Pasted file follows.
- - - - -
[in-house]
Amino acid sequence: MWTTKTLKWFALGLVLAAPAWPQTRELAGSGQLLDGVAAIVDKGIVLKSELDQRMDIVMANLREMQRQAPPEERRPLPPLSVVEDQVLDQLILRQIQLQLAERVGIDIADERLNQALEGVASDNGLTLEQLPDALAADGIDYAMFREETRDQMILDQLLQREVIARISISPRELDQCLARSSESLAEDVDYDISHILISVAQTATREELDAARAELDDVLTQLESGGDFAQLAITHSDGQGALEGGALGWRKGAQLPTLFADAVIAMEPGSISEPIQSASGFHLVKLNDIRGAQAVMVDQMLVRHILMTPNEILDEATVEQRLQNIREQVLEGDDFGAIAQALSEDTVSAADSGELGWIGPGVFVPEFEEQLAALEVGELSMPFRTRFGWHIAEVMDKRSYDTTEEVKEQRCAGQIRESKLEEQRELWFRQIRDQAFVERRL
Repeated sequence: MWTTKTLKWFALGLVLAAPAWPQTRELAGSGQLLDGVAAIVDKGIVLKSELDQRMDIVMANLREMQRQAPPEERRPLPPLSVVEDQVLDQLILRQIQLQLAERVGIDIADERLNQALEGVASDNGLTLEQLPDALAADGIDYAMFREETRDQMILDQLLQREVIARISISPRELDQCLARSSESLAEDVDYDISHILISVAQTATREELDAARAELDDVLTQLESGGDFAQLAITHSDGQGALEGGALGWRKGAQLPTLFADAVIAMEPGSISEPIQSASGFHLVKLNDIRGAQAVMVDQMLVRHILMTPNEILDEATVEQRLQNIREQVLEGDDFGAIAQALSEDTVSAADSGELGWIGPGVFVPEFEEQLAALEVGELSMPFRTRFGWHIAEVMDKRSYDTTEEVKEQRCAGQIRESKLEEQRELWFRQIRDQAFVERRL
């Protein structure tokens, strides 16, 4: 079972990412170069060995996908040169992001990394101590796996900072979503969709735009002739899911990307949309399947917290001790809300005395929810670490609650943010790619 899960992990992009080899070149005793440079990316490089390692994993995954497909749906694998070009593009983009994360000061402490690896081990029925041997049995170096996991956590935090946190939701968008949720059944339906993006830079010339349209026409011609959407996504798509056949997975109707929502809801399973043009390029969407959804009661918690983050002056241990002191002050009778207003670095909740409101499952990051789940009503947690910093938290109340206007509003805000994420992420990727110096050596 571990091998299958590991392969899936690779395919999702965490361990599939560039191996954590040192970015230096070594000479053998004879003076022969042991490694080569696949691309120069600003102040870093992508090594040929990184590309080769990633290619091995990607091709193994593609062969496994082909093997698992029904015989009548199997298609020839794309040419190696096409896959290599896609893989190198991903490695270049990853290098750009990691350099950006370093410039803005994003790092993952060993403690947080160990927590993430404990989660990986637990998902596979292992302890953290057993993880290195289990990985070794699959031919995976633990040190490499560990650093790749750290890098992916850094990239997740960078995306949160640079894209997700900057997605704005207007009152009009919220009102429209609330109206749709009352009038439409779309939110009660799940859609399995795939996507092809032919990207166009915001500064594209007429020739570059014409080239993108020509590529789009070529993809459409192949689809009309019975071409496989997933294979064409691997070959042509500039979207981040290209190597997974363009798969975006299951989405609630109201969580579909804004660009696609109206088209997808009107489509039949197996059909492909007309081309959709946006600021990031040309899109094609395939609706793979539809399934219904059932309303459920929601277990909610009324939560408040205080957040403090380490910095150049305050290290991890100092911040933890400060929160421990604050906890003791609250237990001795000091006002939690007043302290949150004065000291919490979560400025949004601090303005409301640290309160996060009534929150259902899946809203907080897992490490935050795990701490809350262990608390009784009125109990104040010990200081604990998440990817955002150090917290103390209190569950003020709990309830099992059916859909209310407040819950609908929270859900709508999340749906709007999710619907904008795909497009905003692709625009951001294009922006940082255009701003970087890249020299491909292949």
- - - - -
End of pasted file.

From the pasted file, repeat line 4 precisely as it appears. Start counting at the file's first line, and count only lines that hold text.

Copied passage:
């Protein structure tokens, strides 16, 4: 079972990412170069060995996908040169992001990394101590796996900072979503969709735009002739899911990307949309399947917290001790809300005395929810670490609650943010790619 899960992990992009080899070149005793440079990316490089390692994993995954497909749906694998070009593009983009994360000061402490690896081990029925041997049995170096996991956590935090946190939701968008949720059944339906993006830079010339349209026409011609959407996504798509056949997975109707929502809801399973043009390029969407959804009661918690983050002056241990002191002050009778207003670095909740409101499952990051789940009503947690910093938290109340206007509003805000994420992420990727110096050596 571990091998299958590991392969899936690779395919999702965490361990599939560039191996954590040192970015230096070594000479053998004879003076022969042991490694080569696949691309120069600003102040870093992508090594040929990184590309080769990633290619091995990607091709193994593609062969496994082909093997698992029904015989009548199997298609020839794309040419190696096409896959290599896609893989190198991903490695270049990853290098750009990691350099950006370093410039803005994003790092993952060993403690947080160990927590993430404990989660990986637990998902596979292992302890953290057993993880290195289990990985070794699959031919995976633990040190490499560990650093790749750290890098992916850094990239997740960078995306949160640079894209997700900057997605704005207007009152009009919220009102429209609330109206749709009352009038439409779309939110009660799940859609399995795939996507092809032919990207166009915001500064594209007429020739570059014409080239993108020509590529789009070529993809459409192949689809009309019975071409496989997933294979064409691997070959042509500039979207981040290209190597997974363009798969975006299951989405609630109201969580579909804004660009696609109206088209997808009107489509039949197996059909492909007309081309959709946006600021990031040309899109094609395939609706793979539809399934219904059932309303459920929601277990909610009324939560408040205080957040403090380490910095150049305050290290991890100092911040933890400060929160421990604050906890003791609250237990001795000091006002939690007043302290949150004065000291919490979560400025949004601090303005409301640290309160996060009534929150259902899946809203907080897992490490935050795990701490809350262990608390009784009125109990104040010990200081604990998440990817955002150090917290103390209190569950003020709990309830099992059916859909209310407040819950609908929270859900709508999340749906709007999710619907904008795909497009905003692709625009951001294009922006940082255009701003970087890249020299491909292949």